II. The General Principle Determining Tropic Movements. THE movements in plants under the stimuli of the environment—the twining of tendrils, the effect of tcmperature variation, the action of light inducing movements sometimes towards and at other times away from the stimulus, the diametrically opposite responses of the shoot and the root to the same stimulus of gravity, the night and day positions of organs of plants—present such diversities that it must have appeared hopeless to endeavour to discover any fundamental reaction applicable in all cases. It has, therefore, been customary to assume different sensibilities especially evolved for the advantage of the plant. But teleological argument and the use of descriptive phrases, like positive and negative tropism, offer no real explanation of the phenomena. I propose describe experimental results from which it will be possible to discover an underlying law which determines the various tropic movements in plants.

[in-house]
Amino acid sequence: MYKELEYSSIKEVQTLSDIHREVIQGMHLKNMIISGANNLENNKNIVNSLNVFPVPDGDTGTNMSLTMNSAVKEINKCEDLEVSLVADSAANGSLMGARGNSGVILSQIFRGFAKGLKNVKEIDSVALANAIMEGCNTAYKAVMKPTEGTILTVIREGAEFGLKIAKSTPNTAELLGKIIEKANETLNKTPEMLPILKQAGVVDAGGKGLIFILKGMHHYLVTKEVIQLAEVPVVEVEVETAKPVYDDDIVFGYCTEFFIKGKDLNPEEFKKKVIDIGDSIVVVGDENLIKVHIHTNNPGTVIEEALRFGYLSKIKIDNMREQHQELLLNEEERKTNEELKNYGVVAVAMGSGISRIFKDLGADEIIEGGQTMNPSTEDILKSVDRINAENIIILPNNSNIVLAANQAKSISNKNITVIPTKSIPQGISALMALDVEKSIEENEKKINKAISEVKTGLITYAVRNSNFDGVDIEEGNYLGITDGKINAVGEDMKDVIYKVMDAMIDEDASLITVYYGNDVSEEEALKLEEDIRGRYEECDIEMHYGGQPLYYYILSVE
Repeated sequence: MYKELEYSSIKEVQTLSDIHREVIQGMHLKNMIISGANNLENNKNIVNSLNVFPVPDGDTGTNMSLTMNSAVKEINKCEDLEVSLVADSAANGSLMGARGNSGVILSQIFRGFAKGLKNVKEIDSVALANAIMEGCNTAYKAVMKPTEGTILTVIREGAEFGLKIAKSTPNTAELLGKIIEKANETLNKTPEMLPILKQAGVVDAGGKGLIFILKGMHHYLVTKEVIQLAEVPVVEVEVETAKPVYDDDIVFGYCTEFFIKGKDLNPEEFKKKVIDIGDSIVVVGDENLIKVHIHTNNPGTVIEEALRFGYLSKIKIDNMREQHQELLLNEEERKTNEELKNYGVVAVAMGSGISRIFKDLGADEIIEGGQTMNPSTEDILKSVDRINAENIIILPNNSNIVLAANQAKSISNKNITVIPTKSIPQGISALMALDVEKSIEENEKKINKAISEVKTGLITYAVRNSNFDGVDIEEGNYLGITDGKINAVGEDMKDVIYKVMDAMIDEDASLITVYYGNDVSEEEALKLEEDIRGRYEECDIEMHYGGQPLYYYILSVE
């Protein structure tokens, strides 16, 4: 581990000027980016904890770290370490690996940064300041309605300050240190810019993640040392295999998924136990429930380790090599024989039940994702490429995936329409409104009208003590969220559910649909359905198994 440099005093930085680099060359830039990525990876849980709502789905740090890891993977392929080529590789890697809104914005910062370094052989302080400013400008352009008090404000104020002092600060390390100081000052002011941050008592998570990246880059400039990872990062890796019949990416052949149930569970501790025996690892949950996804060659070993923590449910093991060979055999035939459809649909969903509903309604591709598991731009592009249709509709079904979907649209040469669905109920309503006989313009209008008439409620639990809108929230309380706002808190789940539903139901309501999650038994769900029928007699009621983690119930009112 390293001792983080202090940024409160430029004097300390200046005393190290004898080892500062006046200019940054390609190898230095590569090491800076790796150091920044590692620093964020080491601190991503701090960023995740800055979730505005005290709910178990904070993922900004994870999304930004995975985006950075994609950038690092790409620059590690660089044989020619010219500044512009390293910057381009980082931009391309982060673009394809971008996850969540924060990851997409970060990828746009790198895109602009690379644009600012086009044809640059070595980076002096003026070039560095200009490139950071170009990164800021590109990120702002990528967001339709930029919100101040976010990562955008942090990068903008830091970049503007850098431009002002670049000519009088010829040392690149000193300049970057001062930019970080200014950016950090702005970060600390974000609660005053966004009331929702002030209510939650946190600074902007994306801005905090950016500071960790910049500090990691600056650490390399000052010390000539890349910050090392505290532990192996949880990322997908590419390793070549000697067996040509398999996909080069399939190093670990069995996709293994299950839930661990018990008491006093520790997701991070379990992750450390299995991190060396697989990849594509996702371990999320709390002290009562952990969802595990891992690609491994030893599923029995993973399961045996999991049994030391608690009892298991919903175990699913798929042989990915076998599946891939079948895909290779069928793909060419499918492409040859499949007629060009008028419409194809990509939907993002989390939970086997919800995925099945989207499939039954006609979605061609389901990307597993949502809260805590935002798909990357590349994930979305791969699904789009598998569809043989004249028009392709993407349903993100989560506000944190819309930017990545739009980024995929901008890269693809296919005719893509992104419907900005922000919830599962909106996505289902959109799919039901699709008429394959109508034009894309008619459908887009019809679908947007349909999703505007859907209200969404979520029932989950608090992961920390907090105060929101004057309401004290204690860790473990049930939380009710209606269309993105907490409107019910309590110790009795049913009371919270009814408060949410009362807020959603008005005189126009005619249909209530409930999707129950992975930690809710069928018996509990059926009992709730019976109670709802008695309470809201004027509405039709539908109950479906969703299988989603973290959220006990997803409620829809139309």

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BOSE, J. Researches on Growth of Plants. Nature 105, 648–651 (1920). https://doi.org/10.1038/105648a0